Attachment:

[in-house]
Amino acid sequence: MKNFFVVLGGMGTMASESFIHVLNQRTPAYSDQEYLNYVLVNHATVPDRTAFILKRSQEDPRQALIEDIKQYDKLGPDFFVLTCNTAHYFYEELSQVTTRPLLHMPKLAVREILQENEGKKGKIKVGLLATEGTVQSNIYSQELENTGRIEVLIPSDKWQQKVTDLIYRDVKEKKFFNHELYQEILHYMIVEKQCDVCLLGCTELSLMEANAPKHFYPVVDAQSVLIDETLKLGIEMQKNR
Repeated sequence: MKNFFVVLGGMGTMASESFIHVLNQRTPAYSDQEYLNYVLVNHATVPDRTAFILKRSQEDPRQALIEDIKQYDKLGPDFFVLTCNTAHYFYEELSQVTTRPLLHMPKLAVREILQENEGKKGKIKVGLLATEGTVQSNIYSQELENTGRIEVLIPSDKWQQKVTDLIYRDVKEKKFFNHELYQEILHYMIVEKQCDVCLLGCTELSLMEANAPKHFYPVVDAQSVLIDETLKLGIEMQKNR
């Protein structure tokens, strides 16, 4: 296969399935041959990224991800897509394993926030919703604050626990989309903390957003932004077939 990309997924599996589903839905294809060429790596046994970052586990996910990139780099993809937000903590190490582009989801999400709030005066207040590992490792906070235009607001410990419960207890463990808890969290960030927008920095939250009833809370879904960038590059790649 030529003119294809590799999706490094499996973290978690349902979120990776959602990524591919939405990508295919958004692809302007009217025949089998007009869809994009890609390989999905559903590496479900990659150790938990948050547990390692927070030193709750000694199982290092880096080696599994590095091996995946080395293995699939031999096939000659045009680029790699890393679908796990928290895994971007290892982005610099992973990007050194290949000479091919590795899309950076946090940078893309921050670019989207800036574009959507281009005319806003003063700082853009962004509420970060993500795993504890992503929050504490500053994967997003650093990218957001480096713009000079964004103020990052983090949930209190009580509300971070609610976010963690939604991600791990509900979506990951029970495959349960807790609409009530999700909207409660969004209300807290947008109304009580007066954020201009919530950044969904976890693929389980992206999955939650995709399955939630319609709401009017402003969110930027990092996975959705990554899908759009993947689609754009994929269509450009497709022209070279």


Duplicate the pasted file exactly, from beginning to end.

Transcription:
[in-house]
Amino acid sequence: MKNFFVVLGGMGTMASESFIHVLNQRTPAYSDQEYLNYVLVNHATVPDRTAFILKRSQEDPRQALIEDIKQYDKLGPDFFVLTCNTAHYFYEELSQVTTRPLLHMPKLAVREILQENEGKKGKIKVGLLATEGTVQSNIYSQELENTGRIEVLIPSDKWQQKVTDLIYRDVKEKKFFNHELYQEILHYMIVEKQCDVCLLGCTELSLMEANAPKHFYPVVDAQSVLIDETLKLGIEMQKNR
Repeated sequence: MKNFFVVLGGMGTMASESFIHVLNQRTPAYSDQEYLNYVLVNHATVPDRTAFILKRSQEDPRQALIEDIKQYDKLGPDFFVLTCNTAHYFYEELSQVTTRPLLHMPKLAVREILQENEGKKGKIKVGLLATEGTVQSNIYSQELENTGRIEVLIPSDKWQQKVTDLIYRDVKEKKFFNHELYQEILHYMIVEKQCDVCLLGCTELSLMEANAPKHFYPVVDAQSVLIDETLKLGIEMQKNR
């Protein structure tokens, strides 16, 4: 296969399935041959990224991800897509394993926030919703604050626990989309903390957003932004077939 990309997924599996589903839905294809060429790596046994970052586990996910990139780099993809937000903590190490582009989801999400709030005066207040590992490792906070235009607001410990419960207890463990808890969290960030927008920095939250009833809370879904960038590059790649 030529003119294809590799999706490094499996973290978690349902979120990776959602990524591919939405990508295919958004692809302007009217025949089998007009869809994009890609390989999905559903590496479900990659150790938990948050547990390692927070030193709750000694199982290092880096080696599994590095091996995946080395293995699939031999096939000659045009680029790699890393679908796990928290895994971007290892982005610099992973990007050194290949000479091919590795899309950076946090940078893309921050670019989207800036574009959507281009005319806003003063700082853009962004509420970060993500795993504890992503929050504490500053994967997003650093990218957001480096713009000079964004103020990052983090949930209190009580509300971070609610976010963690939604991600791990509900979506990951029970495959349960807790609409009530999700909207409660969004209300807290947008109304009580007066954020201009919530950044969904976890693929389980992206999955939650995709399955939630319609709401009017402003969110930027990092996975959705990554899908759009993947689609754009994929269509450009497709022209070279």